TV networks battle for Republican debates
Gov. Ron DeSantis’ rage against CNN and MSNBC — along with former President Trump’s polling lead and distrust of Fox News — has created a deadlock over who will host the rest of the 2024 GOP presidential debates, and uncertainty over whether they'll happen at all.
Why it matters: Debates can make or break a presidential candidacy. And who hosts those debates can have a significant impact on which contenders chose to participate, and how they perform.
- Trump's campaign believes his opponents need the primary debates more than he does because they're behind him in polls. And Trump — feeling slighted by Fox News' coverage of DeSantis, has indicated that he's wary of the network hosting debates, two sources told Axios.
- DeSantis, running second in GOP polling, has been pushing back against the Republican National Committee sanctioning a debate with CNN or NBC News, which are both salivating over the chance to host a 2024 primary debate, sources told Axios.
Driving the news: The debate negotiations — between the networks, campaigns and the RNC — follow CNN’s hotly debated decision to host a primetime town hall event with Trump last month. The town hall drew 3.3 million viewers, and was CNN's second most-viewed single-candidate town hall since 2016.
- CNN boss Chris Licht has told the RNC that CNN would air the debate not just on its linear feed, but also potentially on the linear networks of other Warner Bros. Discovery channels, two sources told Axios. By including those channels, Licht has argued, CNN could reach more conservatives than Fox, as well as independent voters.
- CNN’s pitch also includes distribution across its digital channels, and possibly streaming.
- Licht also has offered to partner with a conservative-leaning outlet on the debates. That partnership, two sources told Axios, could include giving a journalist from the partner outlet a co-moderator spot.
NBC News' pitch is being led in part by NBC News Group Chairman Cesar Conde and Carrie Budoff Brown, NBC News' senior vice president for politics. "NBC Nightly News" anchor Lester Holt would moderate the debate, alongside a colleague from sister networks CNBC and Telemundo.
- Holt, sources say, helped lobby the RNC for the bid, appeared at the RNC in February and began the presentation with an NBC sizzle reel.
- A source in the room said NBC News pitched distribution across NBC News, MSNBC, Telemundo, CNBC, its streaming service NBC News Now and its digital channels.
- NBC News and Holt were pushing the RNC to consider its bid at the same time longtime MSNBC host Andrea Mitchell acknowledged using "imprecise" language in a question to Vice President Harris that implied DeSantis didn’t want slavery taught in schools. DeSantis said he would boycott NBC News and MSNBC in response.
Fox News has zeroed in on Bret Baier and Martha MacCallum as possible moderators for a debate.
- Trump has not committed to participating in the first RNC debate, to be hosted by Fox News in August.
- Still, he is not shying away from engaging with Fox entirely. He appeared at a presidential town hall with Sean Hannity on Thursday.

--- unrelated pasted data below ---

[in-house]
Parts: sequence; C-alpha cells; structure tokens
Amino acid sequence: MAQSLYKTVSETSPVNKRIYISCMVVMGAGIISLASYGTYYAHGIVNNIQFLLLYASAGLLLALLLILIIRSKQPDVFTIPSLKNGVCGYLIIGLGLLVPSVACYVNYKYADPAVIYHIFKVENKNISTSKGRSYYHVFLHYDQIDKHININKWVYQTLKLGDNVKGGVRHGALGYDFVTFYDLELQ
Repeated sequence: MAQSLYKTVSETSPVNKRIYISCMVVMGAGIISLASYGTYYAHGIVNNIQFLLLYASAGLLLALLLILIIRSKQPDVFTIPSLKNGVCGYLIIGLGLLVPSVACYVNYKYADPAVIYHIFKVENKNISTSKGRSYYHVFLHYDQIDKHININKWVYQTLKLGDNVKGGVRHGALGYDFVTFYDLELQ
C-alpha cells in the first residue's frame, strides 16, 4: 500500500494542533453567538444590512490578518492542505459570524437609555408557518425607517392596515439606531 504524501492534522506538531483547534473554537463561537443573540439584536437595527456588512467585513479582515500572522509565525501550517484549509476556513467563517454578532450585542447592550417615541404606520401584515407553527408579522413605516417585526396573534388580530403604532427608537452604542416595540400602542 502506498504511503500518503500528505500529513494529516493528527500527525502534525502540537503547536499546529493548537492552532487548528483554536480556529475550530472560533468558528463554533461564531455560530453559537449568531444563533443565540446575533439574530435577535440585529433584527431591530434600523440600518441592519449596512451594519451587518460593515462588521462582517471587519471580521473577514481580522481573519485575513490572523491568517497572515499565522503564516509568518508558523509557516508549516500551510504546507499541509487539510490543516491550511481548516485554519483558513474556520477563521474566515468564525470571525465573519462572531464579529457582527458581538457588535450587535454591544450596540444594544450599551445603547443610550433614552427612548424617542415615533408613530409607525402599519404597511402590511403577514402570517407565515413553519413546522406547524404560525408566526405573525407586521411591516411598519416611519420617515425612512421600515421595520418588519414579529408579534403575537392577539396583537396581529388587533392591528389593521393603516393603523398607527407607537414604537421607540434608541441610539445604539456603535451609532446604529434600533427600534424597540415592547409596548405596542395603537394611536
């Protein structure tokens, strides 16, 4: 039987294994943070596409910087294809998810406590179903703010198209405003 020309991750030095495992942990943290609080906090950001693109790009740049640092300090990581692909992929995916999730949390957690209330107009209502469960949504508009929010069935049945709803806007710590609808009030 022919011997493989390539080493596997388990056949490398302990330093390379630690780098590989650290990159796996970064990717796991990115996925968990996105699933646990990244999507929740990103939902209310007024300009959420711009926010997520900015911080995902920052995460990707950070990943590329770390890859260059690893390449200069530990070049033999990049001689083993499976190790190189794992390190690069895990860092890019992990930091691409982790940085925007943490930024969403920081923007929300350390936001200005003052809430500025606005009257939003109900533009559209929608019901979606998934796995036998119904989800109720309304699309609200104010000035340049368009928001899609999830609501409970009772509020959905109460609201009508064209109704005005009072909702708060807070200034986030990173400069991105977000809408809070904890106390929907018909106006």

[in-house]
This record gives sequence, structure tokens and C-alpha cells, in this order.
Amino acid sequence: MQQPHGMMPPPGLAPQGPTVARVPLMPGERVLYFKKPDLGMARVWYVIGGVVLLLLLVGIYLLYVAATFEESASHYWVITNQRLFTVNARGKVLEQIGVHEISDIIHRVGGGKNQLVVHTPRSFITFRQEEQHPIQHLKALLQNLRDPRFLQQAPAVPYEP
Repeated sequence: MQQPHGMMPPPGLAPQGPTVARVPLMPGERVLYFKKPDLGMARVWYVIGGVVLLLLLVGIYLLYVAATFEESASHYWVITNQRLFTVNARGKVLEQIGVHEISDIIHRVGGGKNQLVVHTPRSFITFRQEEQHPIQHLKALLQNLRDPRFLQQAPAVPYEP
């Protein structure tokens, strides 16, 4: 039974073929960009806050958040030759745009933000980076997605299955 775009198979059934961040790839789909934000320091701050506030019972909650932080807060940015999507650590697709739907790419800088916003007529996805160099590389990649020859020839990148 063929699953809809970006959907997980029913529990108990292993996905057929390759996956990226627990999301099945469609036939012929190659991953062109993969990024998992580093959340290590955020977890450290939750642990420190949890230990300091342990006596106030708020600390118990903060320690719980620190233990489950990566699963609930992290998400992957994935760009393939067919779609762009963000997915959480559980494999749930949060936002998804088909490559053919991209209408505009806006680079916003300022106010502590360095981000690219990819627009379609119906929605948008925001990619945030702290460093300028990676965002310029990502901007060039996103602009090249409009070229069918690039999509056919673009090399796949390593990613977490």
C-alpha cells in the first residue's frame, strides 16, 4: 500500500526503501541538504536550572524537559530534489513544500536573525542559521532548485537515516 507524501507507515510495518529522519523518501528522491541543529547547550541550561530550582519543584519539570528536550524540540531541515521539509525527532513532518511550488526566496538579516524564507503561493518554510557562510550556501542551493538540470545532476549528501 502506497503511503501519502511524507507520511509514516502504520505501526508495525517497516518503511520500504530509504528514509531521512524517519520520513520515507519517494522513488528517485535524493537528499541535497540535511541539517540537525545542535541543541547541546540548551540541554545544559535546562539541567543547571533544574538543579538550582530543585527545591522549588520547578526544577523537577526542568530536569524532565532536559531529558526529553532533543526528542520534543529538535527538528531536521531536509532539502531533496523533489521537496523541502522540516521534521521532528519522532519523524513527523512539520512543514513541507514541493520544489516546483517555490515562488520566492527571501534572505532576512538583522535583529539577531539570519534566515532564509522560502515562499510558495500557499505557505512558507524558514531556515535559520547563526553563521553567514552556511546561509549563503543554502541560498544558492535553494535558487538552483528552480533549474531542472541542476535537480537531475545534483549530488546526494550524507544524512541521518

The big picture: The RNC also is eager to ensure the debates are as widely viewed as possible. It’s mindful of the production value that networks could bring to the debates.
- The RNC reached out early to several conservative outlets. Newsmax and Rumble pitched but others passed because of cost concerns.
- But DeSantis in particular has been wary of places like CNN and NBC even as he has said he is eager for the debates. While not naming the networks, DeSantis told Glenn Beck last week that “corporate media…shouldn’t be involved in our process because they’re hostile to us as Republicans.”
- Asked if DeSantis would commit to showing up to the first debate in August with Fox News, a DeSantis spokesperson declined to comment.
Zoom out: The broadcast networks also submitted bids to the RNC, sources told Axios.
- ABC News has expressed interest in the New Hampshire primary debate, which it co-hosts every year with its New Hampshire affiliate WMUR, in addition to a possible fall debate.
- CBS News has indicated it would prefer to host a debate in 2024, when there presumably will be fewer candidates to wrangle on a stage.
- PBS submitted a bid to the RNC to host a debate, Nick Massella, a spokesperson for PBS NewsHour, confirmed to Axios.
The big picture: As television viewing becomes more splintered, political committees are eager to explore new types of partnerships that can maximize viewership.
- Nearly every network has partnered with tech firms to co-host debates during the past decade. Often, they also will partner with local outlets, digital news companies, radio networks or national newspapers to co-moderate debates.
- Facebook, a source told Axios, did not pitch. Nor did Twitter, according to people familiar with the matter. Rumble, a conservative rival to YouTube, is partnering with Fox News on the first debate.
- Politico, which has co-hosted debates in the past, did not participate in the pitching process this year, nor did Axios, sources told Axios.
- A Politico spokesperson told Axios, “POLITICO has robust coverage plans for the debates, is exploring opportunities for ancillary events around them, and is actively engaged in planning for an ambitious and substantial footprint at the conventions in Milwaukee and Chicago.” An Axios spokesperson didn't comment.
- The Washington Post submitted a bid, a spokesperson confirmed.
Editor's note: This story has been corrected to say that NBC News' pitch involved having a moderator from CNBC, not than MSNBC.
Disclosure: Fischer is a CNN contributor.